If you want to reveal a chef’s true character, drop a slice of their famous chocolate cake in the corner of the restaurant and see how they react. Twenty-four perfectly crafted layers sit crumpled, defeated, on the cold, unforgiving floor. A friend, who was helping me photograph some of the dishes that Maison Pickle has on their menu, stood petrified. She froze, as did the rest of us, and stared at the empty plate she held in her hand and the glob, which was previously a piece of cake, on the floor. Chef Glen didn’t pause, reacting right away, turning on his heels he headed back to the kitchen to request another slice: “Don’t you worry, we’re going to do this right.”
Glenroy Brown, the Executive Chef of popular brunch spot, Jacob’s Pickles, walked us through the process of opening the Pickle Hospitality group’s second restaurant, Maison Pickle. Brown and tan hexagon tiled floors, slick long wooden tables, an open kitchen and a backlit bar with forest green upholstered chairs help the restaurant feel like the modern version of something you’d expect to see in the 1900’s. The decor of the restaurant mirrors the menu, or maybe it’s the other way around.
Maison Pickle opened in January on the Upper West Side with a menu inspired by the desire to revive classic dipped sandwiches. “That’s the general idea behind it,” Chef Glen says. He sits straight, wearing a crisp white cooking shirt and a flat brimmed baseball hat. “We wanted to take classic dishes that people forget about and bring them back with a little bit of a new twist.” The menu boasts an array of forgotten classics with a twist– including lamb, pork belly, classic beef entrees.
Chef Glen noted the process of producing his “Royale” French Dip ($37), which has a sliced beef base and a large piece of foie gras on a hot, freshly baked French roll. The end result is a product of months of research: “Jacob had this idea for french dipped sandwiches. So I took the idea, did my research and then I came up with some recipes. We came together and tried them to see what worked and what doesn’t. We were doing it for months, like five or six months.”
Even the dessert menu takes vintage desserts and brings them back to life. Two favorites include the twenty four layer chocolate cake and an icebox cake made with oreos and cream. When the new slice of cake is ready, Chef Glen hops up from his chair and walks to the open kitchen where he grabs a small blow-torch. He carefully sprays the cake with fire, warming the frosting between the layers.
“We didn’t just want a regular chocolate cake,” he says, carefully covering the chocolate slice with flames until everything glistens. “I think that’s pretty normal, most restaurants have that [chocolate cake]. We wanted to bring old desserts back and when they hit the table people say ‘Wow, look at this, this is amazing’.”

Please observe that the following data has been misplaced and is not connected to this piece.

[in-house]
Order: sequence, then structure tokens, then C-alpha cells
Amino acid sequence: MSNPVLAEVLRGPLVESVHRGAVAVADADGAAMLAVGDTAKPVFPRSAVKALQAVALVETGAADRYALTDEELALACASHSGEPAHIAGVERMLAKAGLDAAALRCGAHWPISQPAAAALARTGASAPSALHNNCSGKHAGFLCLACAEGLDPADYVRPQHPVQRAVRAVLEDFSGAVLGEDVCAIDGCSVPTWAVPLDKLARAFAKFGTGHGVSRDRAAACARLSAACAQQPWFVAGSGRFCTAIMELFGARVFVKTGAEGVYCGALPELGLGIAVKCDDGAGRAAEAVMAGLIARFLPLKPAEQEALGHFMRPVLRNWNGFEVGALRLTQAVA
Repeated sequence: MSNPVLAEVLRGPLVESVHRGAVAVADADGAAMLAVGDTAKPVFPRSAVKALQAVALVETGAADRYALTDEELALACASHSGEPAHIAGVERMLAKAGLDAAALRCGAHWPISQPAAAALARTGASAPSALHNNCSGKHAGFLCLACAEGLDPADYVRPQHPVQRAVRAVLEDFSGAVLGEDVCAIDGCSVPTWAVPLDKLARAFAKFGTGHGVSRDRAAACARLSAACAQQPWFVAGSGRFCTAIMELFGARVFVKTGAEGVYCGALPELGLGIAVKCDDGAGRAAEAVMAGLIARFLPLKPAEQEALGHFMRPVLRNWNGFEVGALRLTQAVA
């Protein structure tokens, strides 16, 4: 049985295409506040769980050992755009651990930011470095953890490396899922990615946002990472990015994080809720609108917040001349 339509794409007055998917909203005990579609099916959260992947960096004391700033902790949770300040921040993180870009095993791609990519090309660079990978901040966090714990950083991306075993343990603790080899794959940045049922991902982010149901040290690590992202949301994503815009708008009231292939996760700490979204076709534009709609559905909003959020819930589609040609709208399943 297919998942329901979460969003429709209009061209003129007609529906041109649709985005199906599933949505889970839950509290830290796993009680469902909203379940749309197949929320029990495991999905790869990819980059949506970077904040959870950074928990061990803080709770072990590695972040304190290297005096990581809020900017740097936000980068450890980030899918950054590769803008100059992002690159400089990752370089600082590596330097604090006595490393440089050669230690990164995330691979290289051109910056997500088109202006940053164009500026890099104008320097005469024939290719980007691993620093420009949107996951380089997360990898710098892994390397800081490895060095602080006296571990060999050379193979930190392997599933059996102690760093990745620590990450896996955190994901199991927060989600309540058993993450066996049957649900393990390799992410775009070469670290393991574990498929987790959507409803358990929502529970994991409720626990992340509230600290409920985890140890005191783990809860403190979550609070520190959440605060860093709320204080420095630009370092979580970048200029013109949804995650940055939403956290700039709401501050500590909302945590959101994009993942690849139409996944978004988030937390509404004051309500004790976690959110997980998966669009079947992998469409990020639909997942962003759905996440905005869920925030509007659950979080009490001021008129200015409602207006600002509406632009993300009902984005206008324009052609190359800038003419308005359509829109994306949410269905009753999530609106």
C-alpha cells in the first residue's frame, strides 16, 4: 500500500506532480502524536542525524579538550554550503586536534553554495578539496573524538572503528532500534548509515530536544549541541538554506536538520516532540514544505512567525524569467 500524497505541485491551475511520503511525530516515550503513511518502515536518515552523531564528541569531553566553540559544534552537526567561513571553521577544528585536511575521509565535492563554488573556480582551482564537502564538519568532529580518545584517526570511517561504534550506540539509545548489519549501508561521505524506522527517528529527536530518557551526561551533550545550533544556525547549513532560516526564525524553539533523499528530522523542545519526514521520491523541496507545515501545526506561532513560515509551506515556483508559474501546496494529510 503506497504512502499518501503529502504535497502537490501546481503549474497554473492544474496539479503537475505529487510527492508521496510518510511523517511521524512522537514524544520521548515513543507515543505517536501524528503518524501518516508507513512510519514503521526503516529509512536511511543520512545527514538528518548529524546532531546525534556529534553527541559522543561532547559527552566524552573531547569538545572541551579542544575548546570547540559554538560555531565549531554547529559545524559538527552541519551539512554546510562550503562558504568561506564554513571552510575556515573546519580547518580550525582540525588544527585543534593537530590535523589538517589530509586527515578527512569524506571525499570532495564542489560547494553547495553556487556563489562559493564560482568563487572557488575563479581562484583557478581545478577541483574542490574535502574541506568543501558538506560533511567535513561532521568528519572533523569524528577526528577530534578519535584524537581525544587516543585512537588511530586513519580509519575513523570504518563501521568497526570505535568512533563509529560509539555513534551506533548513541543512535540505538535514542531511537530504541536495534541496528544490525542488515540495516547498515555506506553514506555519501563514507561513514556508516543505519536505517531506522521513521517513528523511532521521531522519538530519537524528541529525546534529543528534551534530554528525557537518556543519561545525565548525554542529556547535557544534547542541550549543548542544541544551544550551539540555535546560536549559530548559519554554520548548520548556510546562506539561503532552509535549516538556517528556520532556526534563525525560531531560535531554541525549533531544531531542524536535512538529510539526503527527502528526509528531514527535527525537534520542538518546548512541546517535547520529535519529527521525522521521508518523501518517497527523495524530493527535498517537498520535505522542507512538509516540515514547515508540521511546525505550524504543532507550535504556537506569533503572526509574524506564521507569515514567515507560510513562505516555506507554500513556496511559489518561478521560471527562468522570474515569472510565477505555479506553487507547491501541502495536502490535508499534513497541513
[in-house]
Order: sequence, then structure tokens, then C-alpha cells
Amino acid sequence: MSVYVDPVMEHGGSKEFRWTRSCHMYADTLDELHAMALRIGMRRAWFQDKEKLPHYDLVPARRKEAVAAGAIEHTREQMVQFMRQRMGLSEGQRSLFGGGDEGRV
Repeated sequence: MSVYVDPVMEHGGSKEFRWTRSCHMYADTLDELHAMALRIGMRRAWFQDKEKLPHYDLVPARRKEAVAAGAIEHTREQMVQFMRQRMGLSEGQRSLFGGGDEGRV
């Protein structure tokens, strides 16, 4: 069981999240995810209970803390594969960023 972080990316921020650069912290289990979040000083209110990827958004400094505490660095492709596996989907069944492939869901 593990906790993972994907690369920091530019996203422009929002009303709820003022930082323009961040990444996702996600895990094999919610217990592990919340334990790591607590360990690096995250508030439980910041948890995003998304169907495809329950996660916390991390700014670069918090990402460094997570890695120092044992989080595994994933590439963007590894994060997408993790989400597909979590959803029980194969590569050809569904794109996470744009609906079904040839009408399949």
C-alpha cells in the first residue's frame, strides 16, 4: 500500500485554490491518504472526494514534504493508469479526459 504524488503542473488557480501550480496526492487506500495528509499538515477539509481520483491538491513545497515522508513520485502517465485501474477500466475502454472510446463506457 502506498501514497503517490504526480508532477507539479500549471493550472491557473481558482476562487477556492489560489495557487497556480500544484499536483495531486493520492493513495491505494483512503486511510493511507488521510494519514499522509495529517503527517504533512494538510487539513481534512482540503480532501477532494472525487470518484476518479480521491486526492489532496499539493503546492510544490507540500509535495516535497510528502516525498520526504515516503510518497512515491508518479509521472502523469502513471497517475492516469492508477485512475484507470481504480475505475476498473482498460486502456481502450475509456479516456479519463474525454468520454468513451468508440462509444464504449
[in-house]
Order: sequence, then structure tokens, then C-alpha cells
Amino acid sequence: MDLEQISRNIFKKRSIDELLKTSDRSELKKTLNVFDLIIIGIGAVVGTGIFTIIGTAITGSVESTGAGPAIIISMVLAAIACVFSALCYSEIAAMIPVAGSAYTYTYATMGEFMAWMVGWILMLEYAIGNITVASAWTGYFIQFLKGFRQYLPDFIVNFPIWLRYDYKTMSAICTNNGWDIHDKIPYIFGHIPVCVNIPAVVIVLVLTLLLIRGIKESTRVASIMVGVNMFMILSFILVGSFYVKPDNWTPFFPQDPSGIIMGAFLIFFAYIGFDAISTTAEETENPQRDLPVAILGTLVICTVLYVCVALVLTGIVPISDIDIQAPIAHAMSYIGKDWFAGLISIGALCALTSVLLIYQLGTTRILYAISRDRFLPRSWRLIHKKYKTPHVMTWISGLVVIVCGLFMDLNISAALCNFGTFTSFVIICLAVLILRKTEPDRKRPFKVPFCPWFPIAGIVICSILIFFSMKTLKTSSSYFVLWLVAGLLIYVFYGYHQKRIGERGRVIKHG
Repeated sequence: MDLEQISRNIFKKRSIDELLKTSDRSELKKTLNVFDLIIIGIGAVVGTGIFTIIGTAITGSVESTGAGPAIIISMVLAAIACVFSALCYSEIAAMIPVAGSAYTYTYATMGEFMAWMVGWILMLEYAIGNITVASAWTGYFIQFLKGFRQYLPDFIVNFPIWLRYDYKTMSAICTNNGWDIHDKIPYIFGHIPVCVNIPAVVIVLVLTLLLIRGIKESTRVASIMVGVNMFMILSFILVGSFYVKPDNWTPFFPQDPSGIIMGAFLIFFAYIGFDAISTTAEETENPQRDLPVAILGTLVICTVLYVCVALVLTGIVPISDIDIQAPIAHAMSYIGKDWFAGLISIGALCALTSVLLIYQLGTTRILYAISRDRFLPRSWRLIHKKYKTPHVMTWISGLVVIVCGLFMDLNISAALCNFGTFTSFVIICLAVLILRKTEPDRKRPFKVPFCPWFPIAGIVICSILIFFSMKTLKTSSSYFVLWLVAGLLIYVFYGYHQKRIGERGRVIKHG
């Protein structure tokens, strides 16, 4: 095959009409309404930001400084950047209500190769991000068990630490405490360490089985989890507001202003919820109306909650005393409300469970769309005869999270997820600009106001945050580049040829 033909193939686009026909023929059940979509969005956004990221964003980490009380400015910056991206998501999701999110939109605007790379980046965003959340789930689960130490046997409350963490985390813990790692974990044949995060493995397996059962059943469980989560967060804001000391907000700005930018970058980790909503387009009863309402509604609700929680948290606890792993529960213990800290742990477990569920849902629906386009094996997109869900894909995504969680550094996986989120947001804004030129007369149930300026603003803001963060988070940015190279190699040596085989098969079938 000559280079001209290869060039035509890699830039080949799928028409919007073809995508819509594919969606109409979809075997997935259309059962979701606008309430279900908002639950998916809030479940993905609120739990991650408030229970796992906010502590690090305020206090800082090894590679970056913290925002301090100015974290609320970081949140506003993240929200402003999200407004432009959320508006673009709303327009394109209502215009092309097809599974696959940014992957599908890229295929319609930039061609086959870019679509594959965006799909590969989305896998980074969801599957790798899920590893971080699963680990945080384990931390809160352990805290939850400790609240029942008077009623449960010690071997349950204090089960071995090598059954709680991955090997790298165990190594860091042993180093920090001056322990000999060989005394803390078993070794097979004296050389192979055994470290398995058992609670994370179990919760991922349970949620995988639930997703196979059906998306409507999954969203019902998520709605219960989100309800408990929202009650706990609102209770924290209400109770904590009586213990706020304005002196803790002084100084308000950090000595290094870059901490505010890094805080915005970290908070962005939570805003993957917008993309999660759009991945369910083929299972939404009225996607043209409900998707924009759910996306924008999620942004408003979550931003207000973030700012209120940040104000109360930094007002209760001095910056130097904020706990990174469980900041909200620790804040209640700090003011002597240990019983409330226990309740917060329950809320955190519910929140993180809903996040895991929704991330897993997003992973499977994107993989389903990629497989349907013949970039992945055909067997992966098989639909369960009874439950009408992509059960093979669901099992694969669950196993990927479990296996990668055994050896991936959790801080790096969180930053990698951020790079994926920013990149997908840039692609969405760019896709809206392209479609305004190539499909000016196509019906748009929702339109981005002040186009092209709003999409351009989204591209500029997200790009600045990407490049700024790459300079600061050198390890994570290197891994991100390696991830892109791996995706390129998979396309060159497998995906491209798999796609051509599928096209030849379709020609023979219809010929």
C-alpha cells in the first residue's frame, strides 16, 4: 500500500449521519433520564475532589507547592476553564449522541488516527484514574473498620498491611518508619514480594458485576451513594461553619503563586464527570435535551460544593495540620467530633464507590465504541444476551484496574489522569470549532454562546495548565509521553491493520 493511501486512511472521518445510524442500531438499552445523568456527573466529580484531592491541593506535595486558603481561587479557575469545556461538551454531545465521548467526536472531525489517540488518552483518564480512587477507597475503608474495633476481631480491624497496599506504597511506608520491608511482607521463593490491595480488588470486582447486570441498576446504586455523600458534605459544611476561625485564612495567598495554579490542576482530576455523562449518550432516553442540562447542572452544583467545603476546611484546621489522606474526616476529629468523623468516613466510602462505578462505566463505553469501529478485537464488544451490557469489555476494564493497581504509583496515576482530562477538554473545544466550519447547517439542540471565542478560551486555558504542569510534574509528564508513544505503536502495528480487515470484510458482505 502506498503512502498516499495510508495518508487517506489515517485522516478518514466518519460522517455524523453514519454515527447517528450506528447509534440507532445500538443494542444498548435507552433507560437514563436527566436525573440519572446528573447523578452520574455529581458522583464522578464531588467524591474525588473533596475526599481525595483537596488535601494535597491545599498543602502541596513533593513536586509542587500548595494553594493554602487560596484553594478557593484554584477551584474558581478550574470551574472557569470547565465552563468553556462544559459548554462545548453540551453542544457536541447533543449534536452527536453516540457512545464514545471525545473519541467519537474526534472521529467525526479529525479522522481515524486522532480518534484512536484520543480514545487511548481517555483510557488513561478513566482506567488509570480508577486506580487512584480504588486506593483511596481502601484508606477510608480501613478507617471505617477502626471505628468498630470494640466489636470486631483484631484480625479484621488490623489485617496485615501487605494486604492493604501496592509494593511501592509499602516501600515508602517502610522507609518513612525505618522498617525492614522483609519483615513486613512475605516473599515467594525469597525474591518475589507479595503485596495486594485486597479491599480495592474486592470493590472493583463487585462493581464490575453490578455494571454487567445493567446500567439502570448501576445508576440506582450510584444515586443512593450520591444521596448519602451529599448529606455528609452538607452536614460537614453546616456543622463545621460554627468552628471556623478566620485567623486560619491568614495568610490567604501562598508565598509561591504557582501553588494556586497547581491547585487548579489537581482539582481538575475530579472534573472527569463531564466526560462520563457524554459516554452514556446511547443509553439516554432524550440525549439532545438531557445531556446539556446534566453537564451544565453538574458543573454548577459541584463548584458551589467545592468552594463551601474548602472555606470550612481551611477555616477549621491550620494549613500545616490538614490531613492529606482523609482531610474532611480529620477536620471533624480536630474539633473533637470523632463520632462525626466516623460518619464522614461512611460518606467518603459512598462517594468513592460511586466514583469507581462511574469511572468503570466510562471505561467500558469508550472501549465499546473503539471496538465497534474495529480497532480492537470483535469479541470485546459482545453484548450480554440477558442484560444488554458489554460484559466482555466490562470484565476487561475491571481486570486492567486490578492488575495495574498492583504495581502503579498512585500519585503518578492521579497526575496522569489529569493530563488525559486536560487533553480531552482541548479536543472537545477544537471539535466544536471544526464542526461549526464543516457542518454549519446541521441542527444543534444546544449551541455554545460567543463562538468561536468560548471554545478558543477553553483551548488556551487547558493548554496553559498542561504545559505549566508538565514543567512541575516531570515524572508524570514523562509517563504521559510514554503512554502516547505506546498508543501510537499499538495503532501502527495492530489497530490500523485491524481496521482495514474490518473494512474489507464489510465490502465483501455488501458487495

He sets the cake down on the table in between us, next to plate stacked high with banana Nutella french toast. The little details that go into making each plate at a restaurant are often overlooked. You notice them when they aren’t there, but sometimes fail to see them when they are there. Like the blowtorch used to bring out the rich flavor of the cake. The open kitchen design brings some of what lies beneath the creation of a meal to the surface, but only part of it.
In fact, when preparing the menu for the opening of Maison Pickle, Chef Glen and his team spent hours and hours getting the restaurant running and off the ground. “We came here everyday and tried to clean up the kitchen first to make it a functioning kitchen before we could play with recipes. We played with a lot of recipes. I came up with about 80 different dishes and we practiced everyday.”
Chef Glen has been cooking for most of his life. When he was younger, his family moved to New York from Jamaica. As a young boy, he helped cook for the family and their neighbors, making traditional Jamaican dishes such as Oxtail and Jerk Chicken. With a little encouragement from family friends, he pursued the craft at the Art Institute of New York after high school: “I didn’t know that cooking could be a career, until my mom’s best friend told me, ‘you have a really special talent, you should try and pursue cooking after high school’.”
After school, Chef Glen worked at Mesa Grill under Bobby Flay, Blue Smoke, and helped open Tommy Bahama’s before following his mentor to Jacob’s Pickles. While cooking came somewhat naturally, it was the management aspect that he found to be most challenging. However, he soaked in his training and transitioned to Executive Chef of the Pickle restaurants a few years ago. “Jacob had a lot of confidence in me. I was really young and didn’t think I was ready for the responsibility of being an executive chef, but Jacob really stood by me and gave me the confidence. He believed I could actually do it.”
It’s early afternoon and the lunch crowd lingers. Waiters say hello to us as they pass to serve their tables. The chefs in the open kitchen joke amongst one another while swiftly prepping meals. It’s a casual, friendly environment. Chef Glen walks back to the open kitchen to help with a few things, but he keeps an eye on us as we take our first bites into the cake, waiting for our reaction:“The most rewarding part is seeing people’s reactions when they try our food.”
The first bite is delicious, a combination of sweet frosting and fluffy fresh cake. We give him a thumbs up and he smiles, returns the thumbs up and turns to the next dish at hand. It’s the look after the first bite on a person’s face that inspires him to keep innovating.
Originally published in the Columbia Journal